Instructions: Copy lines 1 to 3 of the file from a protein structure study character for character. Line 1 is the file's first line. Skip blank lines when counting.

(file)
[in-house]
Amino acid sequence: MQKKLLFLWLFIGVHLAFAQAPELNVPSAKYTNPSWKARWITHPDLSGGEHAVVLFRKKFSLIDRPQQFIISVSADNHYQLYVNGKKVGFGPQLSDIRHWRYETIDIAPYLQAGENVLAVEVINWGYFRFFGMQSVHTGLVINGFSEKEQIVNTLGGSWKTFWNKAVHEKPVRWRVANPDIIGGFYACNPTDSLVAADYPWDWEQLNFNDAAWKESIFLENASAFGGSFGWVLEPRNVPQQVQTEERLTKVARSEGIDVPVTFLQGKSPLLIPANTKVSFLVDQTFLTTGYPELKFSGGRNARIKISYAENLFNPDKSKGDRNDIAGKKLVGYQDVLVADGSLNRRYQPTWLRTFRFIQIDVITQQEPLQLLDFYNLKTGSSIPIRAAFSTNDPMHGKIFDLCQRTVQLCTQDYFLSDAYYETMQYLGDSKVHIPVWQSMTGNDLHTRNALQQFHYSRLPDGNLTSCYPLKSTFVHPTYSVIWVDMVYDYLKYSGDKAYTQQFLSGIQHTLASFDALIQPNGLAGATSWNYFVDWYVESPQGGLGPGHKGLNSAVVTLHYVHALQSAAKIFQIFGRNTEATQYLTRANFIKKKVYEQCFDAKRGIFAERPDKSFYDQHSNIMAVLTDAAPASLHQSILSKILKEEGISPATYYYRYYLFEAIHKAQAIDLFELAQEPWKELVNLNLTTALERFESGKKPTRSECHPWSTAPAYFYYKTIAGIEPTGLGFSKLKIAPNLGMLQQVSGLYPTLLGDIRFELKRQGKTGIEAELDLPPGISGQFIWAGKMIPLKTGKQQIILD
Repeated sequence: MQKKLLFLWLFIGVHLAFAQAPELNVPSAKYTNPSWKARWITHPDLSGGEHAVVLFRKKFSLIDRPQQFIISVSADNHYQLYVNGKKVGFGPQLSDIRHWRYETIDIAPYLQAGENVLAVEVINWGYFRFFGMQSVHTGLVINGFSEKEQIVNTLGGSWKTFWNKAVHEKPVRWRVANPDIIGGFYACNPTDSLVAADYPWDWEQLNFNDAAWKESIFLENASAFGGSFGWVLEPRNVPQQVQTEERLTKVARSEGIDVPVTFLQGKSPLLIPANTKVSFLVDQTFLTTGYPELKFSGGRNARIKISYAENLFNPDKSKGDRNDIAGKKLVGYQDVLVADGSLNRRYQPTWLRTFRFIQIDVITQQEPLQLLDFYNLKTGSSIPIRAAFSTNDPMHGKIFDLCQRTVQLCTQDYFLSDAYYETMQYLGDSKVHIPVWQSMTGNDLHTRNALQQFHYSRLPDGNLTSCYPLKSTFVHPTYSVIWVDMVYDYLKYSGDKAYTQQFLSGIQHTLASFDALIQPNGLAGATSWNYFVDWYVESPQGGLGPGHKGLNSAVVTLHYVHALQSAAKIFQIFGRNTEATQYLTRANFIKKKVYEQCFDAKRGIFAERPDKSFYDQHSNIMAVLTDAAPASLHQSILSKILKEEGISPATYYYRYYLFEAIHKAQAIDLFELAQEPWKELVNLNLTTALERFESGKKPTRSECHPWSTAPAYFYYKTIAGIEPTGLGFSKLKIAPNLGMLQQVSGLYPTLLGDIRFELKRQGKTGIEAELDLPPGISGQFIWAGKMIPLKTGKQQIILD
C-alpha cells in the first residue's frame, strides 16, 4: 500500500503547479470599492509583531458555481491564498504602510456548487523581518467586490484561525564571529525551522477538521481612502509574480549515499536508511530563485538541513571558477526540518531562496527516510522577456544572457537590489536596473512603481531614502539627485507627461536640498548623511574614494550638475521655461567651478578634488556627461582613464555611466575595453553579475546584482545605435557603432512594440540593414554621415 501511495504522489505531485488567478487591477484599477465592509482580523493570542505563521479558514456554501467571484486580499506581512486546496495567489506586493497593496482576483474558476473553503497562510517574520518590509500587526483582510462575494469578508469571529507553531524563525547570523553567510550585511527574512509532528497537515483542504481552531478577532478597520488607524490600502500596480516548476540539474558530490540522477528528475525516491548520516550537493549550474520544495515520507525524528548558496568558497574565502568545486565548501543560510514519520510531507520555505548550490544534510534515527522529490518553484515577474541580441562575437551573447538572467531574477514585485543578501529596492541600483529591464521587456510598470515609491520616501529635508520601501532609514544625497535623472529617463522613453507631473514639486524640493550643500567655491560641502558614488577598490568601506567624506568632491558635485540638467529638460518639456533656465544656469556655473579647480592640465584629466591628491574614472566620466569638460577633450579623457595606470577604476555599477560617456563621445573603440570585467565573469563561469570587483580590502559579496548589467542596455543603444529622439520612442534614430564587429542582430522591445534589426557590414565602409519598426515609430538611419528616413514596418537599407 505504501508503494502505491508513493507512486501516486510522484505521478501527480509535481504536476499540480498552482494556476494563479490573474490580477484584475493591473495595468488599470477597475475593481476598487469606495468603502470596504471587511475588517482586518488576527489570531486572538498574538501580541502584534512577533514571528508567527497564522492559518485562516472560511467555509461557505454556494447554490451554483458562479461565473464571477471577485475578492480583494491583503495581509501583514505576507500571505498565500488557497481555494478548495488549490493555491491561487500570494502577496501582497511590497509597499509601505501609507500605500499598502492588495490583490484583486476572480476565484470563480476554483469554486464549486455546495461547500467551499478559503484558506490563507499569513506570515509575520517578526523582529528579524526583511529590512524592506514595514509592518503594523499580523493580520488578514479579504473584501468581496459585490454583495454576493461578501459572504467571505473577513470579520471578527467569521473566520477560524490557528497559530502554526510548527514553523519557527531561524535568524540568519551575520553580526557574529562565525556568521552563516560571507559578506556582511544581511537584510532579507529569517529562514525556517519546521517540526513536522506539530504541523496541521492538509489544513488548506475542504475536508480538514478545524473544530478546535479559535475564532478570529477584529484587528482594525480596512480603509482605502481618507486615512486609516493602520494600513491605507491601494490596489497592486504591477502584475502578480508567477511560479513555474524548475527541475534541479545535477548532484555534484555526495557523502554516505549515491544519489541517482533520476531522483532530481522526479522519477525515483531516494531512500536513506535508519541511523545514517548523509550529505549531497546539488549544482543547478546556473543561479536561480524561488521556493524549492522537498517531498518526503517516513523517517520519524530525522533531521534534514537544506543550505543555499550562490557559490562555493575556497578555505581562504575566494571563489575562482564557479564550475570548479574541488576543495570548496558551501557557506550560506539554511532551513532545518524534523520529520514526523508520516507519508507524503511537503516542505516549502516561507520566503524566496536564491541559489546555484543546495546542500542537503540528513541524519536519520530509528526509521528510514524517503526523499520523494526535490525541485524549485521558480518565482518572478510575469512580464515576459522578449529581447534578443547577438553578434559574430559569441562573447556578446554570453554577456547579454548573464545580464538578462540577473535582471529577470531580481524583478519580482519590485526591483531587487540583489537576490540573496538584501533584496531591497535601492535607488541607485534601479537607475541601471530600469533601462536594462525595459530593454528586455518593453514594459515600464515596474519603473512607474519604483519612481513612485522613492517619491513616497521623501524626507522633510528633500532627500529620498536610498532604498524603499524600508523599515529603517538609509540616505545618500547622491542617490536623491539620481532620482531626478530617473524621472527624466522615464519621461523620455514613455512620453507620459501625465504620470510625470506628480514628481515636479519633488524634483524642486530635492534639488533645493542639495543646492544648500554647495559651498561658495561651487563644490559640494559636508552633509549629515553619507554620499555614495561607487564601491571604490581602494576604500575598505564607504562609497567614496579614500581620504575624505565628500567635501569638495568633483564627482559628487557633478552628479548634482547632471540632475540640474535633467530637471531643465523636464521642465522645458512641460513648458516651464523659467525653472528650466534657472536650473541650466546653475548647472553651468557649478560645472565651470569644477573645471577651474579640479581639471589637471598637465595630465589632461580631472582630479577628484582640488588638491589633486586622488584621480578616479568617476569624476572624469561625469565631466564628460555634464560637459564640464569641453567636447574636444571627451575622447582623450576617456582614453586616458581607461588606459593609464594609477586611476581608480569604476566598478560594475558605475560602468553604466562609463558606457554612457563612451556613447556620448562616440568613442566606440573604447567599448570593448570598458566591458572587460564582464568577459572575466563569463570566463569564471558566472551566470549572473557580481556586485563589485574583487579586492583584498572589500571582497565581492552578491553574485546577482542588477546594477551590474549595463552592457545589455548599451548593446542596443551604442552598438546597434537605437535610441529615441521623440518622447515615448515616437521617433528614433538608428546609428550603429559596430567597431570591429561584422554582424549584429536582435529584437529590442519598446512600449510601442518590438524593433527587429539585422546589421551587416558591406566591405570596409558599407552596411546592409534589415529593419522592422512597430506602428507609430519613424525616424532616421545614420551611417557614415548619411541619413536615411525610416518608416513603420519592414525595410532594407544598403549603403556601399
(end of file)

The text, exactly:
[in-house]
Amino acid sequence: MQKKLLFLWLFIGVHLAFAQAPELNVPSAKYTNPSWKARWITHPDLSGGEHAVVLFRKKFSLIDRPQQFIISVSADNHYQLYVNGKKVGFGPQLSDIRHWRYETIDIAPYLQAGENVLAVEVINWGYFRFFGMQSVHTGLVINGFSEKEQIVNTLGGSWKTFWNKAVHEKPVRWRVANPDIIGGFYACNPTDSLVAADYPWDWEQLNFNDAAWKESIFLENASAFGGSFGWVLEPRNVPQQVQTEERLTKVARSEGIDVPVTFLQGKSPLLIPANTKVSFLVDQTFLTTGYPELKFSGGRNARIKISYAENLFNPDKSKGDRNDIAGKKLVGYQDVLVADGSLNRRYQPTWLRTFRFIQIDVITQQEPLQLLDFYNLKTGSSIPIRAAFSTNDPMHGKIFDLCQRTVQLCTQDYFLSDAYYETMQYLGDSKVHIPVWQSMTGNDLHTRNALQQFHYSRLPDGNLTSCYPLKSTFVHPTYSVIWVDMVYDYLKYSGDKAYTQQFLSGIQHTLASFDALIQPNGLAGATSWNYFVDWYVESPQGGLGPGHKGLNSAVVTLHYVHALQSAAKIFQIFGRNTEATQYLTRANFIKKKVYEQCFDAKRGIFAERPDKSFYDQHSNIMAVLTDAAPASLHQSILSKILKEEGISPATYYYRYYLFEAIHKAQAIDLFELAQEPWKELVNLNLTTALERFESGKKPTRSECHPWSTAPAYFYYKTIAGIEPTGLGFSKLKIAPNLGMLQQVSGLYPTLLGDIRFELKRQGKTGIEAELDLPPGISGQFIWAGKMIPLKTGKQQIILD
Repeated sequence: MQKKLLFLWLFIGVHLAFAQAPELNVPSAKYTNPSWKARWITHPDLSGGEHAVVLFRKKFSLIDRPQQFIISVSADNHYQLYVNGKKVGFGPQLSDIRHWRYETIDIAPYLQAGENVLAVEVINWGYFRFFGMQSVHTGLVINGFSEKEQIVNTLGGSWKTFWNKAVHEKPVRWRVANPDIIGGFYACNPTDSLVAADYPWDWEQLNFNDAAWKESIFLENASAFGGSFGWVLEPRNVPQQVQTEERLTKVARSEGIDVPVTFLQGKSPLLIPANTKVSFLVDQTFLTTGYPELKFSGGRNARIKISYAENLFNPDKSKGDRNDIAGKKLVGYQDVLVADGSLNRRYQPTWLRTFRFIQIDVITQQEPLQLLDFYNLKTGSSIPIRAAFSTNDPMHGKIFDLCQRTVQLCTQDYFLSDAYYETMQYLGDSKVHIPVWQSMTGNDLHTRNALQQFHYSRLPDGNLTSCYPLKSTFVHPTYSVIWVDMVYDYLKYSGDKAYTQQFLSGIQHTLASFDALIQPNGLAGATSWNYFVDWYVESPQGGLGPGHKGLNSAVVTLHYVHALQSAAKIFQIFGRNTEATQYLTRANFIKKKVYEQCFDAKRGIFAERPDKSFYDQHSNIMAVLTDAAPASLHQSILSKILKEEGISPATYYYRYYLFEAIHKAQAIDLFELAQEPWKELVNLNLTTALERFESGKKPTRSECHPWSTAPAYFYYKTIAGIEPTGLGFSKLKIAPNLGMLQQVSGLYPTLLGDIRFELKRQGKTGIEAELDLPPGISGQFIWAGKMIPLKTGKQQIILD